Q: Water is Water, Right? Wrong!
Everybody knows that drinking water has better health benefits than drinking soda.
What you may not know is that not all bottled water is created equal, and, depending on your bottled water of choice, it may actually be harming your teeth with each drop.
Inside the Bottle
Bottled water is manufactured by soda companies, and, in our health conscious society, it’s become a billion dollar industry that’s now surpassed soda production.
In order to get shelf stability of the water, those companies, with the exception of a few, use extreme filtration or ozonation which tends to make the water acidic. Extreme filtration purifies the water but as a result also removes all the healthy minerals out of the water which creates dead water similar to acid rain. Dead water will seek to absorb minerals from your bones, joints and muscles as it passes through your body which is not healthy. Some bottled water companies have added these minerals back into the water listed in the ingredients section.
They also use ozonation to disinfect or kill bacteria in the water by infusing oxygen into the water. Oxidizing water is opposite to anti-oxidants where it creates free radicals in your body which causes inflammation.
The Impact of pH on Your Teeth
Rule of Thumb: The lower the pH, the more acidic the beverage.
The average pH of bottled water is 4 which is almost comparable to drinking soda. Anytime you consume beverages below a pH of 7, acid erosion of the tooth surface starts which dissolves the enamel and exposed root surfaces and contributes to the formation of cavities. Research has shown that consuming beverages below a pH of 3 is extremely erosive to dissolving the tooth surface.1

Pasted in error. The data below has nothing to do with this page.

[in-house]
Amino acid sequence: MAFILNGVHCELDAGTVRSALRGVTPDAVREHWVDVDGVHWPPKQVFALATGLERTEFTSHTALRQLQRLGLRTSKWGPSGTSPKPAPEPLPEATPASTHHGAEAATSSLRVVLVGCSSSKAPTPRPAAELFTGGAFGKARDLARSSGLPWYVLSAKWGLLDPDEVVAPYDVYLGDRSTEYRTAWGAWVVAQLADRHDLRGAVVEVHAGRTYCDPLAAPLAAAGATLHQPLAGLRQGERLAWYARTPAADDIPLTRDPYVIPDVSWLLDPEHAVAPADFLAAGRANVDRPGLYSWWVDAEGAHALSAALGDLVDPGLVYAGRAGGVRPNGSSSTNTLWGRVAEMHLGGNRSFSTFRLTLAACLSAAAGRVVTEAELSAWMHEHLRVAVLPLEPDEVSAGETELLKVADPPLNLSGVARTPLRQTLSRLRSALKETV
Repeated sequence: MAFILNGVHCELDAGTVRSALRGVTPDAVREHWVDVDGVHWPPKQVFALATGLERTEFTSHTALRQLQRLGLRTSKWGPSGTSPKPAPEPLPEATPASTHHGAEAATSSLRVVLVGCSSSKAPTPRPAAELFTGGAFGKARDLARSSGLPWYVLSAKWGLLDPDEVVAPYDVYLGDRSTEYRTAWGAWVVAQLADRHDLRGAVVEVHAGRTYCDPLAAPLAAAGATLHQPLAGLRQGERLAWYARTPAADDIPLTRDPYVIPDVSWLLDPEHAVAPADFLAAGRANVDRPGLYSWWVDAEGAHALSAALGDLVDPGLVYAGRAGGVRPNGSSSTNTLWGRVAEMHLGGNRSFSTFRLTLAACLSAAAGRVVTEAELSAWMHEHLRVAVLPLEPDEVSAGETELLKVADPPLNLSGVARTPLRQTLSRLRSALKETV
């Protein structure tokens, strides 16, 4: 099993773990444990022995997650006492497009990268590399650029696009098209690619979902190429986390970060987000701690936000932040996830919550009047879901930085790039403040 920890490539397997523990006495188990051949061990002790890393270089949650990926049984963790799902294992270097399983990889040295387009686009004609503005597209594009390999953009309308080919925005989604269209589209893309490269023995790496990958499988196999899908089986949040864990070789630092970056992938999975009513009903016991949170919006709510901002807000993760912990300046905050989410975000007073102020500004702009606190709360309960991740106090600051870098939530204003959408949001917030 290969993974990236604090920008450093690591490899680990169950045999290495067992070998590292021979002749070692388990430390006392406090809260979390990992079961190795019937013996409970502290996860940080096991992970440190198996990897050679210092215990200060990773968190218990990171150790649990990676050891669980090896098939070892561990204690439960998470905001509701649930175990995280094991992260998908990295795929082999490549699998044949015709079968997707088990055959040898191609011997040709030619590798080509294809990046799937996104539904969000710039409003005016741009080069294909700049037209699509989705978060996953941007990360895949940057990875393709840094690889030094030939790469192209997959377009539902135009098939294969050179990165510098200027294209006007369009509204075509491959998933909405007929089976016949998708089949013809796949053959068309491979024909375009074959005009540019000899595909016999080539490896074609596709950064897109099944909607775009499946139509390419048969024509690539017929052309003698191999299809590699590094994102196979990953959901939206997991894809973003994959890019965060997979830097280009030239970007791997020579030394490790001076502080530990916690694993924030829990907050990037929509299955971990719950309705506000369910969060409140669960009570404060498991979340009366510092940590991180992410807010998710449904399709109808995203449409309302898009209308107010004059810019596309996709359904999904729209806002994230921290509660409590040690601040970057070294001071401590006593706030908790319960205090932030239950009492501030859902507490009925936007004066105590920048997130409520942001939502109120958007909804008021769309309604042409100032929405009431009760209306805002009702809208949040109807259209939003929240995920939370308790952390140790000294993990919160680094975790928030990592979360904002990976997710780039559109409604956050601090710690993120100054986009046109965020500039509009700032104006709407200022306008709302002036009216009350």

Drinking beverages between 3 – 4 is erosive, and drinking beverages with a pH above 4 is minimally erosive. Keep in mind that enamel breaks down at a pH of 5.5 whereas exposed root surfaces break down at a pH of 6.7.
Carbonated water produces carbonic acid which brings the water pH to about 5. Be especially leery of added flavorings in water because they usually have citric acid which brings the pH to 4.
Below is a list of commonly available water in Whitewater, WI:
|Water Source||pH Level|
|Whitewater’s City Water||7.4|
|Aquafina (Reverse Osmosis)||4.0|
|Chippewa Spring Water||6.4|
|Dasani (Reverse Osmosis)||4.5|
|Distilled Water Walmart||5.0|
|Evian Natural Spring Water||7.2|
|Fiji Natural Artesian Water||7.7|
|Gerber Pure Water||6.5|
|Great Value Purified Drinking Water (Ozone, Reverse Osmosis)||6.5|
|Ice Mountain 100% Natural Spring Water||6.0|
|LaCroix Sparkling Water (Carbonic Acid)||5.0|
|Life Water (Reverse Osmosis)||6.4 - 7.4|
|Nestle Pure Life Purified Water||6.5|
|Nestle Splash Flavored Water, Lemon, Acai, Grape (Citric Acid)||4.0|
|Nice! Kiwi & Strawberry Flavored Sparking Water Beverage (Citric acid)||4.0|
|Niagara Purified Drinking Water (Reverse Osmosis)||6.4|
|Propel Fitness Water (Citric Acid)||3.37|
|Smart Water (Distilled)||7.0|
|San Pellegrino Sparking Natural Mineral Water (Carbonated)||5.0|
|Vitamin Water (Reverse Osmosis, Contains Fructose Cane Sugar)||3.0 - 3.7|
|Sam’s Choice Purified Drinking Water (Ozonated)||6.5|
So What’s the Best Water to Drink?
Tap water is healthier to drink than any bottled water as determined by the EPA and best of all, it is free! Tap water has an average pH of 7 and Whitewater’s city water has a pH of 7.4 and their water quality is highly regulated by the EPA and DNR.
If you are concerned about bacteria in the water, fill up a pitcher of water and keep it in the refrigerator which decreases the bacteria in the water.
If you want the water to taste better, try infusing it with fruit using an infuser like Great Gear’s Infuser Water Bottle pictured at the right. Infusers allow you to place vegetables or fruit in the center of the decanter, so that the natural flavor is absorbed into the water. Be aware that adding lemon to water lowers the pH of the water because lemons have a pH of 2.25.
Try adding cucumber to the infuser, it makes a very refreshing tasting water!